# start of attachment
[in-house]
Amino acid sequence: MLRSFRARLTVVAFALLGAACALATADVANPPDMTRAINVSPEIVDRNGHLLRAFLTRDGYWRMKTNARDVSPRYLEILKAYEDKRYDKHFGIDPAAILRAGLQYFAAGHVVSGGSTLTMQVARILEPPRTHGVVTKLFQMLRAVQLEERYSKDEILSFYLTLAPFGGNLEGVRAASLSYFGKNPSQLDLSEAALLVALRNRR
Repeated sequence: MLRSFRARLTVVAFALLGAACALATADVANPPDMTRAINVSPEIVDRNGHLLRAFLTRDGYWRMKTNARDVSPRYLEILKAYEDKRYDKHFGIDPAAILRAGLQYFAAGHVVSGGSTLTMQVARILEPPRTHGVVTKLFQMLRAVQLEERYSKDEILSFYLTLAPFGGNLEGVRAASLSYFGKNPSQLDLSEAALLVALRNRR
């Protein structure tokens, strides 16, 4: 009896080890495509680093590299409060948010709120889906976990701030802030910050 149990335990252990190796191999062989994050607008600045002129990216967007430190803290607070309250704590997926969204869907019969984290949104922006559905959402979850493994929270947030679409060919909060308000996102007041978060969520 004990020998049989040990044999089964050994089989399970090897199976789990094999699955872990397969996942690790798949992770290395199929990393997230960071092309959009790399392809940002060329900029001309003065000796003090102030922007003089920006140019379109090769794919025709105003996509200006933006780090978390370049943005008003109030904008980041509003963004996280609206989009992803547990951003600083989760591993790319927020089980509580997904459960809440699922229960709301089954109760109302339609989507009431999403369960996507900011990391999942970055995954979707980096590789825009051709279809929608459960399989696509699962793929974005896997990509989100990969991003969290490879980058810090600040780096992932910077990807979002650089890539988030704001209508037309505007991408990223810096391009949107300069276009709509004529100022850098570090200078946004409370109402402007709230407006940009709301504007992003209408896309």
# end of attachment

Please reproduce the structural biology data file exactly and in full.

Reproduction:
[in-house]
Amino acid sequence: MLRSFRARLTVVAFALLGAACALATADVANPPDMTRAINVSPEIVDRNGHLLRAFLTRDGYWRMKTNARDVSPRYLEILKAYEDKRYDKHFGIDPAAILRAGLQYFAAGHVVSGGSTLTMQVARILEPPRTHGVVTKLFQMLRAVQLEERYSKDEILSFYLTLAPFGGNLEGVRAASLSYFGKNPSQLDLSEAALLVALRNRR
Repeated sequence: MLRSFRARLTVVAFALLGAACALATADVANPPDMTRAINVSPEIVDRNGHLLRAFLTRDGYWRMKTNARDVSPRYLEILKAYEDKRYDKHFGIDPAAILRAGLQYFAAGHVVSGGSTLTMQVARILEPPRTHGVVTKLFQMLRAVQLEERYSKDEILSFYLTLAPFGGNLEGVRAASLSYFGKNPSQLDLSEAALLVALRNRR
């Protein structure tokens, strides 16, 4: 009896080890495509680093590299409060948010709120889906976990701030802030910050 149990335990252990190796191999062989994050607008600045002129990216967007430190803290607070309250704590997926969204869907019969984290949104922006559905959402979850493994929270947030679409060919909060308000996102007041978060969520 004990020998049989040990044999089964050994089989399970090897199976789990094999699955872990397969996942690790798949992770290395199929990393997230960071092309959009790399392809940002060329900029001309003065000796003090102030922007003089920006140019379109090769794919025709105003996509200006933006780090978390370049943005008003109030904008980041509003963004996280609206989009992803547990951003600083989760591993790319927020089980509580997904459960809440699922229960709301089954109760109302339609989507009431999403369960996507900011990391999942970055995954979707980096590789825009051709279809929608459960399989696509699962793929974005896997990509989100990969991003969290490879980058810090600040780096992932910077990807979002650089890539988030704001209508037309505007991408990223810096391009949107300069276009709509004529100022850098570090200078946004409370109402402007709230407006940009709301504007992003209408896309």